Photo by Sutha Kamal / CC BY-SA 2.0
More than seven weeks before Penn's annual Family Weekend is slated to commence, parents of students are already beginning to make excuses as to why they won't be able to make the trip to Philadelphia.
"He said he's going on a business trip that weekend," said Gregory Perella (C '21), whose father called him late last Thursday to break the news that he wouldn't be visiting between October 27 and 29, at that point still eight weeks away. Perella had no choice but to oblige: "I told him it was fine. It would have been nice to see him, sure, but I know he's probably really busy now that I—his only child—am finally out of the house."
Perella was not the only student to see his family back out of the event so far in advance. Stephanie Zink (E '18), whose parents have never attended Family Weekend, was hoping that her last year of college would provide the perfect reason for her parents and siblings to "drive in from New Jersey and experience the Penn campus" as a family. But just yesterday, her mother informed her via text message that "It'll probably be raining those days, so maybe it's not worth it [to come]." Zink was dismayed, and for good reason. "She said the same thing sophomore year."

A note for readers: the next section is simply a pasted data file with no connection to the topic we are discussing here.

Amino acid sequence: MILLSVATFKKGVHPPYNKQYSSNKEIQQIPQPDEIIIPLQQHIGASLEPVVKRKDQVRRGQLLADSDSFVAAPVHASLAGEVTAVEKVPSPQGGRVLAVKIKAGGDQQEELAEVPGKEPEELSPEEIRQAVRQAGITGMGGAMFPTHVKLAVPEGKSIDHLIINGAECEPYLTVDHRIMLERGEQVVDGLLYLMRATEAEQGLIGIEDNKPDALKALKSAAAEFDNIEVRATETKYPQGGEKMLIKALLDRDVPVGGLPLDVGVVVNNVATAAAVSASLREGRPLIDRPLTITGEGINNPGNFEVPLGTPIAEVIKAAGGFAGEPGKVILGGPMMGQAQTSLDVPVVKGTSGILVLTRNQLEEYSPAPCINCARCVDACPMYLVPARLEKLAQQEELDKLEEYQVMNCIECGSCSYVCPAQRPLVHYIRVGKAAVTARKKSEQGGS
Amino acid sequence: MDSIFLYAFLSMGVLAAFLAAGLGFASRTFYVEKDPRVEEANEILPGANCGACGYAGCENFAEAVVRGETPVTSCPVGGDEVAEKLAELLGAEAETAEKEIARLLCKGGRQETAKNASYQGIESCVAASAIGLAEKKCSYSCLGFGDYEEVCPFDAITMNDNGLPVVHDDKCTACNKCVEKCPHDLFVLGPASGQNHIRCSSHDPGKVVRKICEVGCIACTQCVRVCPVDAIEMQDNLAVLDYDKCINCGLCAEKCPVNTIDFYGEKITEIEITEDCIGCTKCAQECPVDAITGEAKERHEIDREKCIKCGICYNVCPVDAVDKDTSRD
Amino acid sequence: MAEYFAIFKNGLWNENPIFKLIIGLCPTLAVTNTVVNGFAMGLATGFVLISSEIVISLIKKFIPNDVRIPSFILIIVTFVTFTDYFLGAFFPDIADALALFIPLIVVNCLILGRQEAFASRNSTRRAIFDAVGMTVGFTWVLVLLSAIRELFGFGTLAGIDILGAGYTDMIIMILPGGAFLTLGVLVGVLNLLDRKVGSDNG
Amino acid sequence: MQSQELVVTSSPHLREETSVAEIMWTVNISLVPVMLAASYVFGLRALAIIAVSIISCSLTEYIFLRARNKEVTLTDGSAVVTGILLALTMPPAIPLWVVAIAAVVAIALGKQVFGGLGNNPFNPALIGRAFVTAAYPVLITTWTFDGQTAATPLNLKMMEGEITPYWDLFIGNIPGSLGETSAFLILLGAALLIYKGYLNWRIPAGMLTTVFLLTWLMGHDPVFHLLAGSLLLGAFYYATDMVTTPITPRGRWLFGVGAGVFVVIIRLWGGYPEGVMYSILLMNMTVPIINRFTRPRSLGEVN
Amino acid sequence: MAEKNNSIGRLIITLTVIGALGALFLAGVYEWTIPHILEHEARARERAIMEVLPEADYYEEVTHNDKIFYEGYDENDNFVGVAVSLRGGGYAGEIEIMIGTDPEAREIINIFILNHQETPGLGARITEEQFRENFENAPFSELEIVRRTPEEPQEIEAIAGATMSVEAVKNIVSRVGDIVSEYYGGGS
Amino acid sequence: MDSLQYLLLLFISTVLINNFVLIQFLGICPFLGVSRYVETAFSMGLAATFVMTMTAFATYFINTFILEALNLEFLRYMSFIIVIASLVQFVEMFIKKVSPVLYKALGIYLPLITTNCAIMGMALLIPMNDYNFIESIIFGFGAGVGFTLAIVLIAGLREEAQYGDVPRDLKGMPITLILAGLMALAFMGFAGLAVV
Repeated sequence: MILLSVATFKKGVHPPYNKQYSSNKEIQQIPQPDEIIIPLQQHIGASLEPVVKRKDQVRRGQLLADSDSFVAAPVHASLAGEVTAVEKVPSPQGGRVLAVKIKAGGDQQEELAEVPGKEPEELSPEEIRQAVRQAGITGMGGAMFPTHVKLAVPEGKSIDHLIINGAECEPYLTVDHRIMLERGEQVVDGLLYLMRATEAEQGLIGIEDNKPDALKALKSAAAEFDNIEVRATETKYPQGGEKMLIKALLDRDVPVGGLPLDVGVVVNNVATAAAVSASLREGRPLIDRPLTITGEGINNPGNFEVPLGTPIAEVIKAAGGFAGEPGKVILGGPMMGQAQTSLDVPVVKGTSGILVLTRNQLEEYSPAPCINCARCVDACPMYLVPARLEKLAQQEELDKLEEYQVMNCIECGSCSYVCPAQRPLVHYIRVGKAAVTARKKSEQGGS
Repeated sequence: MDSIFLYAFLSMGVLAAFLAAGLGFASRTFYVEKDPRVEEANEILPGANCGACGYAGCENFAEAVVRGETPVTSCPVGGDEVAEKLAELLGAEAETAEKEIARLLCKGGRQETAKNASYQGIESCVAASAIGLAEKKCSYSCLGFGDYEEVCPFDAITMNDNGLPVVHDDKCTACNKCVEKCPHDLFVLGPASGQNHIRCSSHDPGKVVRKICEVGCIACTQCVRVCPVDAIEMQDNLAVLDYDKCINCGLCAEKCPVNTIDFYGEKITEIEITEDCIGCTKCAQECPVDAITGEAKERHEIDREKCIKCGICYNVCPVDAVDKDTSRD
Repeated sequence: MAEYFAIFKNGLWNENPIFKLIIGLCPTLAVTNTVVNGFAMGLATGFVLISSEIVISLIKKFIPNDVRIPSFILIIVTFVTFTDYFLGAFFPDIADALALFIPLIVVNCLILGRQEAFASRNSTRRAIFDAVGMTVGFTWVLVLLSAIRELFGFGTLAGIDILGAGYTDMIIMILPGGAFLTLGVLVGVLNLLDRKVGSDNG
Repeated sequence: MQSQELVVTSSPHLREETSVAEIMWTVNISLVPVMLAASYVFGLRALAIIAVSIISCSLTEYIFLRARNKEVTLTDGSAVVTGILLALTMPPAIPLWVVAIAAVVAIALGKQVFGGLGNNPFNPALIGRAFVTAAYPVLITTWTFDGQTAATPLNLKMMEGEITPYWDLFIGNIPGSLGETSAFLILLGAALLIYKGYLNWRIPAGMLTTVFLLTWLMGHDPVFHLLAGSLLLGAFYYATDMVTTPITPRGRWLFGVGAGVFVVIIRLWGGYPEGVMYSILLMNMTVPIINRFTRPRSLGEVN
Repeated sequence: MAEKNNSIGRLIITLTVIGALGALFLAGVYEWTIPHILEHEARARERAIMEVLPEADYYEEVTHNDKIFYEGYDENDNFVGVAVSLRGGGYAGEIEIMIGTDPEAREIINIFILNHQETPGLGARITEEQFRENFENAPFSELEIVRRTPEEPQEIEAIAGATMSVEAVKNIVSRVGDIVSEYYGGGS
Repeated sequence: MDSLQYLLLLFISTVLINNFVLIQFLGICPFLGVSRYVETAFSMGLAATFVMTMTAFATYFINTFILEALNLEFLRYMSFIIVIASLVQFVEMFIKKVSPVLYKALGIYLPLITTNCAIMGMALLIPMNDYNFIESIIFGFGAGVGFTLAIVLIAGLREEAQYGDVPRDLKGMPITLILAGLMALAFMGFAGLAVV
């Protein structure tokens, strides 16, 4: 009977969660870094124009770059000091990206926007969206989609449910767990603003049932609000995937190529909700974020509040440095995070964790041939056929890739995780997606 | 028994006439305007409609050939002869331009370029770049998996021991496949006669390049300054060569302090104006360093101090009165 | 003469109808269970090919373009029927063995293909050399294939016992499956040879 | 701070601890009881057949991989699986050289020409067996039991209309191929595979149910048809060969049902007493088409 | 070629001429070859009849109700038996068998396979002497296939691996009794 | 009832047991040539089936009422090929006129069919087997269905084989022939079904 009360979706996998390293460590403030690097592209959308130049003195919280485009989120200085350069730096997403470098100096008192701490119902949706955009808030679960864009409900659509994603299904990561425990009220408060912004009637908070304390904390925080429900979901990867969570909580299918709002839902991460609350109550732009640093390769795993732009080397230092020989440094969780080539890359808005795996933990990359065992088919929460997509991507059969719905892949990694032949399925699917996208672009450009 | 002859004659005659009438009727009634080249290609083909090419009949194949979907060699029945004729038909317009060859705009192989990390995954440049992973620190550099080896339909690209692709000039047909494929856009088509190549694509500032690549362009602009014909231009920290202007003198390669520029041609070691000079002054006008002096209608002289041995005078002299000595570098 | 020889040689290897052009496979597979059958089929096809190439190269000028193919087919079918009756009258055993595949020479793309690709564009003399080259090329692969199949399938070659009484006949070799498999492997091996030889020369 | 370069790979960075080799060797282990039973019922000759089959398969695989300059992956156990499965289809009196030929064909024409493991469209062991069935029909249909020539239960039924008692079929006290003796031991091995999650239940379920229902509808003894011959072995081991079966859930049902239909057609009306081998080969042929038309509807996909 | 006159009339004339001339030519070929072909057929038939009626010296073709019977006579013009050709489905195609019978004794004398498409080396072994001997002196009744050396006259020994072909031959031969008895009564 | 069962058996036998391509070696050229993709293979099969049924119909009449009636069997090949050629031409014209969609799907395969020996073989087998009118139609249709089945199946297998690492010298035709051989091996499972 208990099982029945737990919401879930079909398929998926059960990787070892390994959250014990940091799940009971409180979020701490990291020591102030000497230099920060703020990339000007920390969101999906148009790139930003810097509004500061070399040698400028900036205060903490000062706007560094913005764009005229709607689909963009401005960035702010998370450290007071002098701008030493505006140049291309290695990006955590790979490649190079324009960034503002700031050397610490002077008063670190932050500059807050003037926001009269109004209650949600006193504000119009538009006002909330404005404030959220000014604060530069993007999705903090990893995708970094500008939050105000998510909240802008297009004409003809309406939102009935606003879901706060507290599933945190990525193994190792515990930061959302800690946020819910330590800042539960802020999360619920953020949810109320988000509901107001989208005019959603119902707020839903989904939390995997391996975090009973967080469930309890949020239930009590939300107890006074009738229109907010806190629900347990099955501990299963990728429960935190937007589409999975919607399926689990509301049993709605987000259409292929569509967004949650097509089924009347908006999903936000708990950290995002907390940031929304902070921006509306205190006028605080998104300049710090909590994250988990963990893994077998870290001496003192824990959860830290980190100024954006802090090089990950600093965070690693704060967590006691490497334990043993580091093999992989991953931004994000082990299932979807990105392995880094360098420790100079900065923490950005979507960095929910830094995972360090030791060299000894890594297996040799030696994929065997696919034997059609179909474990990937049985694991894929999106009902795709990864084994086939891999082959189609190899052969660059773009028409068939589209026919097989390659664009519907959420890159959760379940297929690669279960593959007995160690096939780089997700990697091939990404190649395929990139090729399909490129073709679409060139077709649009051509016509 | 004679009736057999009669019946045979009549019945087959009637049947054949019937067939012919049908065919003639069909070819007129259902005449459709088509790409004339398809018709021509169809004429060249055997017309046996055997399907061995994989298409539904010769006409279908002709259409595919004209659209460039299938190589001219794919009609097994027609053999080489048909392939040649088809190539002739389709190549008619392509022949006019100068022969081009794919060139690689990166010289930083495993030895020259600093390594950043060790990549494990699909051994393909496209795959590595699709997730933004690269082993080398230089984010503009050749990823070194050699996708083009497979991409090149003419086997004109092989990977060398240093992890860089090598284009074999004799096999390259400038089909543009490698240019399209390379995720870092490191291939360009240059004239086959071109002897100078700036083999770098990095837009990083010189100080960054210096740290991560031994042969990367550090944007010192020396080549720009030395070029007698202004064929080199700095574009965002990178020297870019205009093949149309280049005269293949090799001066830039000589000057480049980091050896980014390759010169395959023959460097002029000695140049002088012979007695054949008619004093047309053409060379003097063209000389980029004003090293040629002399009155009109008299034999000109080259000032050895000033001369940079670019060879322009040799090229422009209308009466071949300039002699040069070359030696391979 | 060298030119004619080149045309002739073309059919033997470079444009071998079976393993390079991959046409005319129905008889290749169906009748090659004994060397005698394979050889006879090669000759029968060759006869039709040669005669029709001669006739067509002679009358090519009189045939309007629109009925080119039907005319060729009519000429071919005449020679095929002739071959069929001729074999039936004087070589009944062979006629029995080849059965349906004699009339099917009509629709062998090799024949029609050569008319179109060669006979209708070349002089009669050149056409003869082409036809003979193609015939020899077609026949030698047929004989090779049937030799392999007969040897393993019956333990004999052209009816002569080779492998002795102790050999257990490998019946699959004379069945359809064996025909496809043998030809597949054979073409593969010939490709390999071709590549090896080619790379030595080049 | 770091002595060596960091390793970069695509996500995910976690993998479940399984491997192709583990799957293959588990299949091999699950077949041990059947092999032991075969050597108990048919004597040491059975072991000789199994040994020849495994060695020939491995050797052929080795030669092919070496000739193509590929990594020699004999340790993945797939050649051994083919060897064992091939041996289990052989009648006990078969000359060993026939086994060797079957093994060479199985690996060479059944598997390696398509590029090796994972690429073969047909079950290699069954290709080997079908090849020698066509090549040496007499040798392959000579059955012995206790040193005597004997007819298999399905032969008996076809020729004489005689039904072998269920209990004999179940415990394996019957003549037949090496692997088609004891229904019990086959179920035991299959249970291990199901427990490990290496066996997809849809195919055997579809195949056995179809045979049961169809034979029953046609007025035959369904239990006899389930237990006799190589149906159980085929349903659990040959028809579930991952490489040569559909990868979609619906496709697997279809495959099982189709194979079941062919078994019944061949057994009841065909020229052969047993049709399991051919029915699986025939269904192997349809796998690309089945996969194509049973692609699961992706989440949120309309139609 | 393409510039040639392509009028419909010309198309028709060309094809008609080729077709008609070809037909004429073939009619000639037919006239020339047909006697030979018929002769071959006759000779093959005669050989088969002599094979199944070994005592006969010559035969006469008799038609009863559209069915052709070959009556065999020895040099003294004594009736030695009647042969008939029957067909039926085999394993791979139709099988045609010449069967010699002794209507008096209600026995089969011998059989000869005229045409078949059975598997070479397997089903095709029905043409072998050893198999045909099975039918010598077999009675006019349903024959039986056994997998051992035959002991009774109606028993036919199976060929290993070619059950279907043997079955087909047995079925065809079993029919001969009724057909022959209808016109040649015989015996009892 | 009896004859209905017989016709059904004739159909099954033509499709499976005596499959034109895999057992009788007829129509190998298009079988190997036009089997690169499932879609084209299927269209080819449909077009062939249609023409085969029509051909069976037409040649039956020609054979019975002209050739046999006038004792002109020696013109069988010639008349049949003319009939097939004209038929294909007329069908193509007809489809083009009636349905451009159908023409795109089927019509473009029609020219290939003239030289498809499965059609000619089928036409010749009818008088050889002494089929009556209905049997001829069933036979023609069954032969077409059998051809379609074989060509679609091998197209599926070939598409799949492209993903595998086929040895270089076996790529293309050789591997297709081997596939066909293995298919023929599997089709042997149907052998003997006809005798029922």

Although students across all classes were affected by flaky families, freshmen seemed to have been hit the hardest, at least emotionally. "I'll admit," said Jay Pelland (C '21), "it kinda hurts." He had called his mother earlier in the day to catch up and say hello, as he does every week. But when he casually mentioned that he was excited to spend time with her in Philadelphia's museums over Family Weekend, he heard the line go silent. "She just kind of cleared her throat and said 'Hm, you know what honey? I think I'm actually going to be sick that day.' And that was it. She hung up."
Pelland, while deeply upset by his mother's aversion to spending time with him, was able to find comfort in his hallmates, many of whom experienced a similar letdown. "Out of my 16 hallmates, 9 of them already know their parents won't come," Pelland said, "and that's not even counting the international kids."
At least, for students like Pelland, the old adage provides hope: "There's always next year."